Overnight Defense & National Security — Biden: US troops to Ukraine 'not on the table'

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President BidenJoe BidenBiden says he didn't 'overpromise' Finland PM pledges 'extremely tough' sanctions should Russia invade Ukraine Russia: Nothing less than NATO expansion ban is acceptable MORE said the United States is not considering sending troops to Ukraine amid rising fears about the possibility of a Russian military invasion, but there are other things on the table to deter such a move.

We’ll share what the Biden administration has discussed to deter Moscow, plus a senator’s push to overhaul the military justice system and the tragic accident that left the head of a special operations team dead. 

For The Hill, I’m Ellen Mitchell. Write to me with tips: emitchell@thehill.com.

Let’s get to it.

Waiting to see what NATO does

President Biden at NATO meeting

Biden said Wednesday sending U.S. troops to Ukraine amid fears of a possible Russian invasion was "not on the table."

“We have a moral obligation and a legal obligation to our NATO allies if they were to attack under Article 5, it’s a sacred obligation. That obligation does not extend to … Ukraine,” Biden told reporters at the White House before departing for a trip to Kansas City, Mo. 

Earlier: The president's comments came a day after his tense two-hour virtual meeting with Russian President Vladimir PutinVladimir Vladimirovich PutinRussia: Nothing less than NATO expansion ban is acceptable Biden huddles with group of senators on Ukraine-Russia tensions US providing Ukraine with additional 0M in military aid amid tensions with Russia MORE, during which White House officials said the American president warned his Russian counterpart of harsh economic sanctions should Russia invade Ukraine.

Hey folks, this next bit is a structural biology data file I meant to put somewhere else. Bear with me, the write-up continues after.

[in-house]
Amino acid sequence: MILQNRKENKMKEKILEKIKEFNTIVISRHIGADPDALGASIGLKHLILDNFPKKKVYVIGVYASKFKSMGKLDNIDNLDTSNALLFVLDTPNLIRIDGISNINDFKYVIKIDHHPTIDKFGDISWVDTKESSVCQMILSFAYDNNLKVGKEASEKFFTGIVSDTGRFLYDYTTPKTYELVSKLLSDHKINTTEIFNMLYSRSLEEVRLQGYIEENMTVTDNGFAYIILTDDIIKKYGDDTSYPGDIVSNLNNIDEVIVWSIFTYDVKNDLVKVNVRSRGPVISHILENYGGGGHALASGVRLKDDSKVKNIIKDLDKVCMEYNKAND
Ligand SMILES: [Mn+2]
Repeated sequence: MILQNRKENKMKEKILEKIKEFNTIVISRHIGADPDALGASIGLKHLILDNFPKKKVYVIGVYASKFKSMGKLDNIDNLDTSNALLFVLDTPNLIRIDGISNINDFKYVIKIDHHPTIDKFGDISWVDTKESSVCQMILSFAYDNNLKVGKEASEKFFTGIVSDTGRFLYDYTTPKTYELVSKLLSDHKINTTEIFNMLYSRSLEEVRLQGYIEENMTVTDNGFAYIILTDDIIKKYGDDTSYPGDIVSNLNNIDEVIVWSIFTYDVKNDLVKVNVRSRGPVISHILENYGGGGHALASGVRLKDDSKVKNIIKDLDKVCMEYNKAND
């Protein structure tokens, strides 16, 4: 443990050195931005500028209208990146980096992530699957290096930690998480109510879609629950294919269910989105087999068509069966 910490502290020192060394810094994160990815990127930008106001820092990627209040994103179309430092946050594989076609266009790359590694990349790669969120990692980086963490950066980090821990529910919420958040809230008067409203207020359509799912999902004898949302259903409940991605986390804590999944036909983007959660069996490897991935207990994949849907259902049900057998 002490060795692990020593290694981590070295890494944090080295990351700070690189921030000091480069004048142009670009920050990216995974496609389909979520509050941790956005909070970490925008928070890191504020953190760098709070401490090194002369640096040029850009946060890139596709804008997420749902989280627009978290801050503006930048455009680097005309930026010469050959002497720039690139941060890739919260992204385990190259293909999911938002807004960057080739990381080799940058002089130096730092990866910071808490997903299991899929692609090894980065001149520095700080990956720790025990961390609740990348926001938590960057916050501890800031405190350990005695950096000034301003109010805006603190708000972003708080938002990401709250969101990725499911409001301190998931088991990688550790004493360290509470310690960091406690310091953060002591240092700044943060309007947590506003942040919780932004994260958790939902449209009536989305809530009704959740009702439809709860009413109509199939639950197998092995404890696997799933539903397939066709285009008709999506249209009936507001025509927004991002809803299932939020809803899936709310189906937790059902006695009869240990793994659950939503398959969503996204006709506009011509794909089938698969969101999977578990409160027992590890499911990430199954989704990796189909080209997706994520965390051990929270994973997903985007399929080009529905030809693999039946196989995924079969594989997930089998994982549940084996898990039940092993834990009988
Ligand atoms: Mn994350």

Getting the message across: Biden on Wednesday described the meeting as “straightforward” and said there were no “minced words” with Putin.

“I made it very clear, if in fact he invades Ukraine there will be severe consequences,” Biden said, adding that the Russian president would incur economic penalties “like none he has ever seen.” 

Asked if Putin got the message, Biden replied, “I am absolutely confident that he got the message.” 

More conversations ahead: Biden has urged Putin to de-escalate through diplomatic conversations with the United States and other European countries. He told reporters he hoped the U.S. would announce high-level conversations between Russia and other NATO allies by the end of the week “to discuss the future of Russia’s concern relative to NATO writ large and whether or not we could work out any accommodations as it relates to bringing down temperature along the eastern front,” without elaborating further.

“The positive news is that thus far our teams have been in constant contact,” Biden said.

The threat: Russia has amassed tens of thousands of troops on the border with Ukraine, raising concerns about the prospect of Moscow launching a military incursion similar to what it did in 2014 when it seized Ukraine’s Crimean Peninsula.

Russia has tried to paint Ukraine and NATO as the aggressors and demanded a legally binding commitment that NATO not expand eastward to include Ukraine, which is not currently a member of the alliance. U.S. and European officials have refused to make such commitments.